An exciting moment for Fairfield and Solano County

From the article in the Daily Republic written by: Jess Sullivan

FAIRFIELD — It was a groundbreaking ceremony in which no ground was broken.

Large on symbolism and history, the leaders of the Solano County judiciary convened Wednesday with other local political leaders and the chief justice of the California Supreme Court on the steps of the old Texas Street courthouse to commemorate the start of a $27.5 million project that will add three new courtrooms to the 25 other courtrooms in the county.

The event comes about a year since Chief Justice Tani Cantil-Sakauye attended the ribbon-cutting ceremony for the opening in March 2012 of two new courtrooms, staff offices and file storage space, altogether costing $4.8 million.

The renovation to the century-old court building will restore the historic building with complete seismic, mechanical, electrical, life safety, plumbing, telecommunications and accessibility upgrades.

Renovation plans were designed by the San Francisco-based architectural firm of Hornberger + Worstell, whose other projects have included the grand Ahwahnee Hotel in Yosemite National Park and private Olympic Club in San Francisco, according to Presiding Judge Paul L. Beeman, who served as emcee the groundbreaking event.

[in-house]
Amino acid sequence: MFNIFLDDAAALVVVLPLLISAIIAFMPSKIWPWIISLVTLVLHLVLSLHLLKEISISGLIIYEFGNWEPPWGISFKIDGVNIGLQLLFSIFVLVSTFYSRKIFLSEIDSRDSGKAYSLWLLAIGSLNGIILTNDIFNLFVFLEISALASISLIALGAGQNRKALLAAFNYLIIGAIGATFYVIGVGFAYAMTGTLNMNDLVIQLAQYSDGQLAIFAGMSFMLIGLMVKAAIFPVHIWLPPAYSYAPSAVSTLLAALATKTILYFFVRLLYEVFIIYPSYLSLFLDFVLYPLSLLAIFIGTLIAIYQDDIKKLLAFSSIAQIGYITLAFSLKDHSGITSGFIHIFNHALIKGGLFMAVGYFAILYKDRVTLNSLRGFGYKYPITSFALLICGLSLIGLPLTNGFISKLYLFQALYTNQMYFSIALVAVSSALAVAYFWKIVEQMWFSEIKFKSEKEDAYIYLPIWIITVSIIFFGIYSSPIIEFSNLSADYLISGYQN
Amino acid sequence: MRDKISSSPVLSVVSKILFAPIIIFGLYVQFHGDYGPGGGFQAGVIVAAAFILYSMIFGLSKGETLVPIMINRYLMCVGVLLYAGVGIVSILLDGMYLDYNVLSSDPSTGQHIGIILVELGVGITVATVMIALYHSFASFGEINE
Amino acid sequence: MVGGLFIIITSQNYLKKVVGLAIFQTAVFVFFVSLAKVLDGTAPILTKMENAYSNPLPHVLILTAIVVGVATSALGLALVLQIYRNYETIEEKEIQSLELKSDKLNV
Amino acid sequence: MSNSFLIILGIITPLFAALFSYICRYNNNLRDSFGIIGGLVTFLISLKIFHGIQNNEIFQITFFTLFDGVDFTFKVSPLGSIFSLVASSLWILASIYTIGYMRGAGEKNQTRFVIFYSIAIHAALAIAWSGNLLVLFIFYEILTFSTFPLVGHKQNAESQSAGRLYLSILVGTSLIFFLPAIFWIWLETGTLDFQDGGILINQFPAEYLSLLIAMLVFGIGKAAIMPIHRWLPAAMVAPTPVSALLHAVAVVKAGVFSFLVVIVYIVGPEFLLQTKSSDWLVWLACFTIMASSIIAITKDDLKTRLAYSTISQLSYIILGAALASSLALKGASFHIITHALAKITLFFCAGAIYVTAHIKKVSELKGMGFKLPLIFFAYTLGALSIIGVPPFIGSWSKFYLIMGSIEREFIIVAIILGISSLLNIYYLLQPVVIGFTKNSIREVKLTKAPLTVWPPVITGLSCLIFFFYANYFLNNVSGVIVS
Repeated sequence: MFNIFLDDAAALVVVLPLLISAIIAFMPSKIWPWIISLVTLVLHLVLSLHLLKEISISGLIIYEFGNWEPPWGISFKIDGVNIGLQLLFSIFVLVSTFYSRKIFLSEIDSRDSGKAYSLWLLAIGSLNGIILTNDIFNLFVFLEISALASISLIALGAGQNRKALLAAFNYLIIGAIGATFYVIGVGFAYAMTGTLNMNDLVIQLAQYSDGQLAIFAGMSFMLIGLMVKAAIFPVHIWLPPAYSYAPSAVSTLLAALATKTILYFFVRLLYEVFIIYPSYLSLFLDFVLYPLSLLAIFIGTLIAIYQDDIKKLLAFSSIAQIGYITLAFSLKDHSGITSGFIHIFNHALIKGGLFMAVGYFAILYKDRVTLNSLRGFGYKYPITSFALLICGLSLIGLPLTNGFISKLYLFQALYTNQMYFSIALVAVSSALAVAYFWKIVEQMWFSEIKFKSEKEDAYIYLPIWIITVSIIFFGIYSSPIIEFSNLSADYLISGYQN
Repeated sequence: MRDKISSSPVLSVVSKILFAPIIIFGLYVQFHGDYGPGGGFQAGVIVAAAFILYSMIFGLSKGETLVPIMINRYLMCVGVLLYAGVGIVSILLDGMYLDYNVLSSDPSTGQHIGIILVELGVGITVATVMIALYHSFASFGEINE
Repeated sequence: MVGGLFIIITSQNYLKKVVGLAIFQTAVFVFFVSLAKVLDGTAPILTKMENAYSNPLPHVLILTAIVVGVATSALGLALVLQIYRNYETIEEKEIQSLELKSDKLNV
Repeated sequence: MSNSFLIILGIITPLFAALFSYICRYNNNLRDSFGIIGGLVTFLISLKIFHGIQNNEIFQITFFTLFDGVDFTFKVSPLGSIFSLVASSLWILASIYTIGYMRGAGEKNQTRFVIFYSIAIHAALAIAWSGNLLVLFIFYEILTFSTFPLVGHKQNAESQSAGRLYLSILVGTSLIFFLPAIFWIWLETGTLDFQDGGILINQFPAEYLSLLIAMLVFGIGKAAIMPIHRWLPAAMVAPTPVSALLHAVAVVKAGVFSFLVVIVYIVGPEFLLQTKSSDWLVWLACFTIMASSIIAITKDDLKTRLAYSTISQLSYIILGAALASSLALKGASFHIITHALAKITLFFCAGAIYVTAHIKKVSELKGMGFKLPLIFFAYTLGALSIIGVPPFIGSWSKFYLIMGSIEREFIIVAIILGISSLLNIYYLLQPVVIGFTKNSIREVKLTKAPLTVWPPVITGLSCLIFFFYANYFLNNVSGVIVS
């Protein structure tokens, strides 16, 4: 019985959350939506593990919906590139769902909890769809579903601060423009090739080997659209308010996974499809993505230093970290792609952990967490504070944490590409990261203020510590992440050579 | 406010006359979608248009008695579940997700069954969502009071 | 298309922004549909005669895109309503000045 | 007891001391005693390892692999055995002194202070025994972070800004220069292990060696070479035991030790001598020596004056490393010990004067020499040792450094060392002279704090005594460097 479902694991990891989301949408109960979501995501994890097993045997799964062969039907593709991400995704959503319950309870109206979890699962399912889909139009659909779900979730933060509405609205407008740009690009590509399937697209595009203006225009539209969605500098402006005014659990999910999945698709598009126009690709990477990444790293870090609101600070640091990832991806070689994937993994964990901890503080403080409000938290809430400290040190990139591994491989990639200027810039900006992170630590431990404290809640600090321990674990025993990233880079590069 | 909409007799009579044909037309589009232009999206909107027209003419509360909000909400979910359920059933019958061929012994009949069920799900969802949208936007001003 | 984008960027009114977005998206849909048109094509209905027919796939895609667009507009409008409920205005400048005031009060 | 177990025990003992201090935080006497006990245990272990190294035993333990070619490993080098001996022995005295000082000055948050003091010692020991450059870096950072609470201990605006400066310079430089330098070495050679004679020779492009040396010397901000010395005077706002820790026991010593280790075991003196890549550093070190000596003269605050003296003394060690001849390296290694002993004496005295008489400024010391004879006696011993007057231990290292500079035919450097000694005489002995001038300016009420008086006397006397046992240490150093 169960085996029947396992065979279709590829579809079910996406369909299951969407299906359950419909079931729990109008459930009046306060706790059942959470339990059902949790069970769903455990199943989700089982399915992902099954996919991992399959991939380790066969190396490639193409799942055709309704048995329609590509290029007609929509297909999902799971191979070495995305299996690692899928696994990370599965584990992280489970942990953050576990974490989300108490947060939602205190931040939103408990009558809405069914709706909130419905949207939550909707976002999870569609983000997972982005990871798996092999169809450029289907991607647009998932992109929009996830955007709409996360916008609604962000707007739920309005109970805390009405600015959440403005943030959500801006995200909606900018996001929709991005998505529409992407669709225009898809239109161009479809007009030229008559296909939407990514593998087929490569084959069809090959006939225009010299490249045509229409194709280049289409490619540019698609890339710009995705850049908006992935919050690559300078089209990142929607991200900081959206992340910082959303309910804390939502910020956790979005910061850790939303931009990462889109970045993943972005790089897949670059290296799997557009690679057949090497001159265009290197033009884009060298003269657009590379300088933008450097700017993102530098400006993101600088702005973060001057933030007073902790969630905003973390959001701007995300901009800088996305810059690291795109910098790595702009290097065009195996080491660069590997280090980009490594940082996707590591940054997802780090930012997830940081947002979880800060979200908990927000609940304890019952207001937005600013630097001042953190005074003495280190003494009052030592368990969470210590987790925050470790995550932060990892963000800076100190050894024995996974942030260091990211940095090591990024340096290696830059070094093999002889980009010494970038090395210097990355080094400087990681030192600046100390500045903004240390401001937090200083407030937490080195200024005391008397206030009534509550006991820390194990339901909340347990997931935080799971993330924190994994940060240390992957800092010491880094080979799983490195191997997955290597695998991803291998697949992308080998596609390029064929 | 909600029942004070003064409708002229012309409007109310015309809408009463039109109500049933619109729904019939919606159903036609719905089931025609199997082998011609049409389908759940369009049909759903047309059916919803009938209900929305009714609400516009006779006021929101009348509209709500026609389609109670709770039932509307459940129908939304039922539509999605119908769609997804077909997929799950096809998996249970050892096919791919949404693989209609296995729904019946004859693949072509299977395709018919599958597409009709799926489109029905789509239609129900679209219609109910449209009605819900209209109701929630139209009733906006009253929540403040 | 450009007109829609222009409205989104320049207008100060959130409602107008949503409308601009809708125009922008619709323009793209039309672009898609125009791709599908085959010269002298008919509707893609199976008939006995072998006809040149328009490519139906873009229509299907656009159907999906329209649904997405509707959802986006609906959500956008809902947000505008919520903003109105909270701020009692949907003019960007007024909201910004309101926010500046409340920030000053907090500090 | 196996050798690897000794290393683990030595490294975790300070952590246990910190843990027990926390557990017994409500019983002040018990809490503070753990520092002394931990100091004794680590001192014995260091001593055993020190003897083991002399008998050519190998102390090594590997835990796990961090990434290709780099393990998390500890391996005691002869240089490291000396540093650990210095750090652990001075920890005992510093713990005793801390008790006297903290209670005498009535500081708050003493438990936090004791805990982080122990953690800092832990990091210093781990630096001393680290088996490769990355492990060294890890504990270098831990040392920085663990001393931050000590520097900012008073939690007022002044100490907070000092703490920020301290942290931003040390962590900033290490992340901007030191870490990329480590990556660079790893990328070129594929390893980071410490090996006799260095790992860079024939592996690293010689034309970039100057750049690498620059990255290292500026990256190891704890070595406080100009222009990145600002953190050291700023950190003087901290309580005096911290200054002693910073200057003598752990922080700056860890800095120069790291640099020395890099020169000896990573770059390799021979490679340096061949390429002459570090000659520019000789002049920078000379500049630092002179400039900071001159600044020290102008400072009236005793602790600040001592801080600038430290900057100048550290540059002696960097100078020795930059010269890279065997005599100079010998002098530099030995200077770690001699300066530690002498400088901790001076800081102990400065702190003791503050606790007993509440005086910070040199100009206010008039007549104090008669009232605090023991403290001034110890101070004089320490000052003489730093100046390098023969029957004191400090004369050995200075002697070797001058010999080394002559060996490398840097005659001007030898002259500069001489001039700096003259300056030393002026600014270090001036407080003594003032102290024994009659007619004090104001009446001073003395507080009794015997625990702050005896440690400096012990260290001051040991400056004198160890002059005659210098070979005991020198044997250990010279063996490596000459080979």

Chairwoman of the Solano County Board of Supervisors, Linda Seifert, a lawyer, quoted Winston Churchill, who said, “We shape our buildings and thereafter they shape us.”

Assemblyman Jim Frazier declared the groundbreaking “an exciting moment for Fairfield and for Solano County.”

State Sen. Lois Wolk gave a special thank you to Cantil-Sakauye for her support for the project.

State Sen. Noreen Evans reminded those in attendance that courthouses have long served as “the hearts of our communities.” She said the courthouse was “a symbol of a lot more than an old building.”

Cantil-Sakauye referred to courthouses as “temples of justice” and described the project as monumental.

The ceremony culminated more than 11 years of planning for renovations.

Designed by architect E.C. Hemmings, the historic courthouse is considered an outstanding example of Beaux Arts architecture, with its flat roof and expansive exterior colonnades. The 1911 building served as a functioning courthouse until the 1970s, but has been vacant since 2005.

Completion is scheduled for summer 2014, after which the new courtrooms will be used for civil lawsuits.

For more information, visit the California court’s website at

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